Ziggy Stardust and the Spiders from Mars

By David Bowie. I just love this album. All of this album. Every single track. Every second of every track. It's hard to explain why you love an album. Perhaps its not something you should even try to explain. How can you explain how you feel about an album you love and know intimately? Other than to say you love it. And know it intimately. So I'll leave it at that.


By Radiohead. A very apt title. You'll no doubt be familiar with the haunting No Surprises which is from this album. Or maybe Karma Police - "Arrest this girl, her Hitler hairdo is making me feel ill, and we have crashed her party". What a great lyric. But neither of these is my favourite. My favourite is all 6 minutes and 23 seconds of Paranoid Android. I tweeted that I was listening to this about a week ago! In fact I've been fishing for the last two days on the River Wye so I haven't heard it for a while (I never take anything electrical with me when fishing - that would just not be right) so excuse me while I listen to it again for a moment... Rain down on me...from a great height...God loves his children...yeah...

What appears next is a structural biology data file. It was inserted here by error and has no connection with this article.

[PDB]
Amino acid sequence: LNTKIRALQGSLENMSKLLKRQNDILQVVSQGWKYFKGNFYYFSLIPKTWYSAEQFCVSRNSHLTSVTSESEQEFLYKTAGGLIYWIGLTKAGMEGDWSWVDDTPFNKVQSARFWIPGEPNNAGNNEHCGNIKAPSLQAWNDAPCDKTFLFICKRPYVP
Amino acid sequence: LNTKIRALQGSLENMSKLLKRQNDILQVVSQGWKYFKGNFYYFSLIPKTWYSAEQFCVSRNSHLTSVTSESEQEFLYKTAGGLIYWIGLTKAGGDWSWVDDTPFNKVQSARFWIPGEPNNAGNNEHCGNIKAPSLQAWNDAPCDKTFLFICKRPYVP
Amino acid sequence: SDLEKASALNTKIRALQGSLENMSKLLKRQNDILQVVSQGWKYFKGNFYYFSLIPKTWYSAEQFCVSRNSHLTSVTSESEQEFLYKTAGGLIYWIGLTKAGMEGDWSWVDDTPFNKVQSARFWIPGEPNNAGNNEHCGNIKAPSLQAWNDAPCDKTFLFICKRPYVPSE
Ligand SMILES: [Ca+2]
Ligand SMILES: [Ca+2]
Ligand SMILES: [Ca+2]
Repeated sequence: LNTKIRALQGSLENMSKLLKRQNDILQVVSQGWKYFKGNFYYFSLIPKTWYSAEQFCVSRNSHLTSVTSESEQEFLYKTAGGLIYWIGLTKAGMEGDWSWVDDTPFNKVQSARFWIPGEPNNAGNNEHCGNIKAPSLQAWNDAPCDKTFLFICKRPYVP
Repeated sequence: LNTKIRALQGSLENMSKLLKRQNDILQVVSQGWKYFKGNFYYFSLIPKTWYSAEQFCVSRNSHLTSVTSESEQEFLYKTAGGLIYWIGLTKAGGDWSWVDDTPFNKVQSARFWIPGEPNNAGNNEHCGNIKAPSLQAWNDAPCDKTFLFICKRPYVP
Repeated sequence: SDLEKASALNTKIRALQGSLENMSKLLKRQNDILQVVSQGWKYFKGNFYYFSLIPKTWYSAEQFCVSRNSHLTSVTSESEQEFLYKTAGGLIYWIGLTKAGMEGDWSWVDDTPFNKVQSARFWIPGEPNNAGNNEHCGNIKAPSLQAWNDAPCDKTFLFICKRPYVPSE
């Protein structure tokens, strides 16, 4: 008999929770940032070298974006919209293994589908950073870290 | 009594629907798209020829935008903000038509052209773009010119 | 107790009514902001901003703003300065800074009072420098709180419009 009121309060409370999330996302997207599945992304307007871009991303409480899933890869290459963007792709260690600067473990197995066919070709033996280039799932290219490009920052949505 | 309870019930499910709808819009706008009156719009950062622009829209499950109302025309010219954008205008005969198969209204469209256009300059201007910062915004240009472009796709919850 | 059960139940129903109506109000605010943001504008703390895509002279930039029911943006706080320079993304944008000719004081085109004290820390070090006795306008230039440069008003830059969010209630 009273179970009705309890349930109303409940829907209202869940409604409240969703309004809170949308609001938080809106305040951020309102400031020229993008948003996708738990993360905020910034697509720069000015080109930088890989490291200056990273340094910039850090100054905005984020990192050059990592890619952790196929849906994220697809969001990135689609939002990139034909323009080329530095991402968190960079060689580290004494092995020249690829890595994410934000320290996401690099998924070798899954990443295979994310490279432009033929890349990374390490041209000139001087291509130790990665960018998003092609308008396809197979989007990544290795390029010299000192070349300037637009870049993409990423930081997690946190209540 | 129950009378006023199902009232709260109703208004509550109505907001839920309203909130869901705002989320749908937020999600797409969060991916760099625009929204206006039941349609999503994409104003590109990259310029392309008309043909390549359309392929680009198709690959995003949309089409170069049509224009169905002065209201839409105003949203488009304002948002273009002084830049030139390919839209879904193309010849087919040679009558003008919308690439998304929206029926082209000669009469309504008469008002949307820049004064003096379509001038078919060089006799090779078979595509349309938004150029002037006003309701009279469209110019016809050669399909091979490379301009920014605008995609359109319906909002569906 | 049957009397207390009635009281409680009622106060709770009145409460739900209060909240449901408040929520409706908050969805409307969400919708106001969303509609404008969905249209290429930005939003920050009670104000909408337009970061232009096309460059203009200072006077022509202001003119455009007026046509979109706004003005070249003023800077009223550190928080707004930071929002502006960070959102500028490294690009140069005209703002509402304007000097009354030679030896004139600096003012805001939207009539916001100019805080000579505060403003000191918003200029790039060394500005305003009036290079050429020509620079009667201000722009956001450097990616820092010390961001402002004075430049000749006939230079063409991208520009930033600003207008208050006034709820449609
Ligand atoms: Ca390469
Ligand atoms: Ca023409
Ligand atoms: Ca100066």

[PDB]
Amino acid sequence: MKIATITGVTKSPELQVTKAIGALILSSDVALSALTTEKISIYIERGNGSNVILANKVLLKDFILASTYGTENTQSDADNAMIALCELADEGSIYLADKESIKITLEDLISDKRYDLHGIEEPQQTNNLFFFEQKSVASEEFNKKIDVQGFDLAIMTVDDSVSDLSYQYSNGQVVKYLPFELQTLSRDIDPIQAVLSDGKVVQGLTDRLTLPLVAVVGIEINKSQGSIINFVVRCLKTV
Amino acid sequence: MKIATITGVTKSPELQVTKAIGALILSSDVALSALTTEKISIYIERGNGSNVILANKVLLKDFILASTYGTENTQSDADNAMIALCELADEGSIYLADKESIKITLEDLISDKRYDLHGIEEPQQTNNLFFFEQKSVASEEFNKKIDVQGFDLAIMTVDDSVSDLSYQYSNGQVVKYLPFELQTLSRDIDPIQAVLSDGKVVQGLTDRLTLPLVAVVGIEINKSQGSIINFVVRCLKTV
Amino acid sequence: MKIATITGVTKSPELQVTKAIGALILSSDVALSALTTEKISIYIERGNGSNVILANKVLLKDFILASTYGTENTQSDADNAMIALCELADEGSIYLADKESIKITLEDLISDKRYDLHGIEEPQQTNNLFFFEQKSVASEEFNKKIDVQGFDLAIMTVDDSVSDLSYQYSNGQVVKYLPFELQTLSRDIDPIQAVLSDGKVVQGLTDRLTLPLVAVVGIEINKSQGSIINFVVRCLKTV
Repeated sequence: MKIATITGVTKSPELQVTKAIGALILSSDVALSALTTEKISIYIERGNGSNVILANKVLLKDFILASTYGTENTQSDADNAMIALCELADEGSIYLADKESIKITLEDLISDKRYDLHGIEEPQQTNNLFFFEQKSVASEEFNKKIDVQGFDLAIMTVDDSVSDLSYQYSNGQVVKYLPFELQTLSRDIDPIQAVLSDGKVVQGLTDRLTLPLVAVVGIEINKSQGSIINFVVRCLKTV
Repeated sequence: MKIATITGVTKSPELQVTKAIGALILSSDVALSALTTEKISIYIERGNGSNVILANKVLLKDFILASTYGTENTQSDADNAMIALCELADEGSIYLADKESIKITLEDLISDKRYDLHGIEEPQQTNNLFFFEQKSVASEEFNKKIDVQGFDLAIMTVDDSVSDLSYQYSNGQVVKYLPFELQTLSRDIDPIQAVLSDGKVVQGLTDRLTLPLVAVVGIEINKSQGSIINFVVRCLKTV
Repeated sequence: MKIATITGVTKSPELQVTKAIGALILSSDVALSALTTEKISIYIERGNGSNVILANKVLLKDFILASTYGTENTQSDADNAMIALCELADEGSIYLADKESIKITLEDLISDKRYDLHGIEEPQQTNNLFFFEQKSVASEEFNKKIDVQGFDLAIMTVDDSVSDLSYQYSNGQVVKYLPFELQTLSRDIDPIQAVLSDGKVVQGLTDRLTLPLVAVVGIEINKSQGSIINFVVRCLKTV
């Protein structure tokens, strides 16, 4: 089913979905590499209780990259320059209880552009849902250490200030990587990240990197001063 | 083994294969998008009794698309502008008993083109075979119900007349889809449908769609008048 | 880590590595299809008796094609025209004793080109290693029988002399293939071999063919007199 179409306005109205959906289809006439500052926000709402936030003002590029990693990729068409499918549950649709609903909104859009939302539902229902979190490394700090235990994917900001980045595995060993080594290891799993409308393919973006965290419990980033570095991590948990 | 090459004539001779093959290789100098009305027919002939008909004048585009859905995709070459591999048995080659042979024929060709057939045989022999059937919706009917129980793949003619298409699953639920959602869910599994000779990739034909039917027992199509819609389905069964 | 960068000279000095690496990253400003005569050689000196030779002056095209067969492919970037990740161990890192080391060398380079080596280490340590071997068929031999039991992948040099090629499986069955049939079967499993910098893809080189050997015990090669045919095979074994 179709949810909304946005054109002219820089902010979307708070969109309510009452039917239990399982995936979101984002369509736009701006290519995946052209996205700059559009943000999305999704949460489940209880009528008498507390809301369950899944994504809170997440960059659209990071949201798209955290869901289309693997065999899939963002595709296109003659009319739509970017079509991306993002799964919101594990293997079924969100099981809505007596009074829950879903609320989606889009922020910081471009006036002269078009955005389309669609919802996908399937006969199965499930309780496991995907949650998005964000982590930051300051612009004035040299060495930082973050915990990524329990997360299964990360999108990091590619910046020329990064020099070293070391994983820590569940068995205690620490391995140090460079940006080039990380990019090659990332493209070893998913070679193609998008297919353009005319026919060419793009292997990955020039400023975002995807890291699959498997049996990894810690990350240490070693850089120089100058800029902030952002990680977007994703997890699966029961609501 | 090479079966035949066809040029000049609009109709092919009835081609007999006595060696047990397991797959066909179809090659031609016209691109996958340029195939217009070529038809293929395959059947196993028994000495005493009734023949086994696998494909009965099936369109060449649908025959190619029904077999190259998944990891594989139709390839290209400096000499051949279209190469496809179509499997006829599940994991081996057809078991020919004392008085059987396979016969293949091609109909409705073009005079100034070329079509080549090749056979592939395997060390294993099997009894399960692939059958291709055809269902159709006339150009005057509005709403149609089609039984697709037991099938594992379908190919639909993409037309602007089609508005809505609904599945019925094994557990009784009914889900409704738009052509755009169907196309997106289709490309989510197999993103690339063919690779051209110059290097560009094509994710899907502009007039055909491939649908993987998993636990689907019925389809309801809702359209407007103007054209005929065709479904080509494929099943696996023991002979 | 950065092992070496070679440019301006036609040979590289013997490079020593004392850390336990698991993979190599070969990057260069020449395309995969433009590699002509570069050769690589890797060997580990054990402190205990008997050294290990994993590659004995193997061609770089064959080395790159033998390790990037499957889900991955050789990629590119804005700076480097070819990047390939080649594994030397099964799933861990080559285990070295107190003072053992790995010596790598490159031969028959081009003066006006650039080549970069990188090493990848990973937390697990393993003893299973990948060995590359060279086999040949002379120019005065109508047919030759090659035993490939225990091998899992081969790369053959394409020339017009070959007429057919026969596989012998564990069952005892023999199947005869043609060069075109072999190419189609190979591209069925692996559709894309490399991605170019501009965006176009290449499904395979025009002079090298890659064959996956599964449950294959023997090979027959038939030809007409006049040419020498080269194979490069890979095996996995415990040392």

So on to some books. Five books. I'm going to try and make choices that haven't been made by previous visitors.

World Class Match Fishing [1]

I confidently predict no one will have heard of this let alone read it. Fishing is similar to developing software in that both can involve large amounts of invisibility. But even so, unless you are keen on freshwater fishing (as I am) I don't recommend it. To explain a little (there is a point honest), match fishing is where a group of fisherman compete against each other to see who can catch the most fish (by weight) in a fixed interval of time (usually 10am - 3pm when they're the hardest to catch). Small stretches of a river (or pond/lake) are numbered and marked and the anglers draw a number to determine where to fish. Fish, like people, do not spread themselves out evenly. Quite the opposite. Consequently the vast majority of numbers (they're called swims or pegs) have no chance of winning. It's crazy really. (What has an IQ of 100? Answer 100 match fisherman! ha ha) Swims are split into sections; in a match of 60 anglers there might be 5 sections of 12 and there are smaller cash prizes for winning your section (it helps to maintain interest since, as I said, most swims have zero chance of winning). The best anglers will regularly win their sections. Kevin Ashurst was an exceptional fisherman once winning the individual World Championships. In this book he explains, often in great detail, the thinking behind his tactics and strategies when trying to win. I love it for the unselfish explanation of his secrets but even more for the insight into his clarity of thought. Good thinking is pretty rare but he had it in abundance. There are some lovely examples of the Lean principle of removing waste. To give you one example - on a river you can sometimes beat everyone in your section even if they are "better" fishermen than you simply by making sure your float is in the water longer than theirs! How can you do that? One way is simply to slow the float down!